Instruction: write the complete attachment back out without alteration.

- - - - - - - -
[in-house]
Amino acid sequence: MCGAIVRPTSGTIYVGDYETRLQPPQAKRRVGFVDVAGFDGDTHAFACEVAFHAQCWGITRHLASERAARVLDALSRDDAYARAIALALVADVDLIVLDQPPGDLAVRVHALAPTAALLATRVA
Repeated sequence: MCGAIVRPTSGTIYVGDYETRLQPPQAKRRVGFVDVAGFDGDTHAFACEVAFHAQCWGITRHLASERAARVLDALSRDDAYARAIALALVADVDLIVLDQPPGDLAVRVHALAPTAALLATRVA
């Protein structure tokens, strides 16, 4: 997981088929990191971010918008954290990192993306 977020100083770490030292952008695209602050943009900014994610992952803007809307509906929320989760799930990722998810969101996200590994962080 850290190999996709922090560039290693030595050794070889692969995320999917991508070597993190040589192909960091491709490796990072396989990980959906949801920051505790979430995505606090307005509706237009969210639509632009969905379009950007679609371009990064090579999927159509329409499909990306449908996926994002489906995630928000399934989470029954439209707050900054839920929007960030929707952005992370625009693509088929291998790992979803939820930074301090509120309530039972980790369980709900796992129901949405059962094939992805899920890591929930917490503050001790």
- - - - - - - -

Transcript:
[in-house]
Amino acid sequence: MCGAIVRPTSGTIYVGDYETRLQPPQAKRRVGFVDVAGFDGDTHAFACEVAFHAQCWGITRHLASERAARVLDALSRDDAYARAIALALVADVDLIVLDQPPGDLAVRVHALAPTAALLATRVA
Repeated sequence: MCGAIVRPTSGTIYVGDYETRLQPPQAKRRVGFVDVAGFDGDTHAFACEVAFHAQCWGITRHLASERAARVLDALSRDDAYARAIALALVADVDLIVLDQPPGDLAVRVHALAPTAALLATRVA
């Protein structure tokens, strides 16, 4: 997981088929990191971010918008954290990192993306 977020100083770490030292952008695209602050943009900014994610992952803007809307509906929320989760799930990722998810969101996200590994962080 850290190999996709922090560039290693030595050794070889692969995320999917991508070597993190040589192909960091491709490796990072396989990980959906949801920051505790979430995505606090307005509706237009969210639509632009969905379009950007679609371009990064090579999927159509329409499909990306449908996926994002489906995630928000399934989470029954439209707050900054839920929007960030929707952005992370625009693509088929291998790992979803939820930074301090509120309530039972980790369980709900796992129901949405059962094939992805899920890591929930917490503050001790």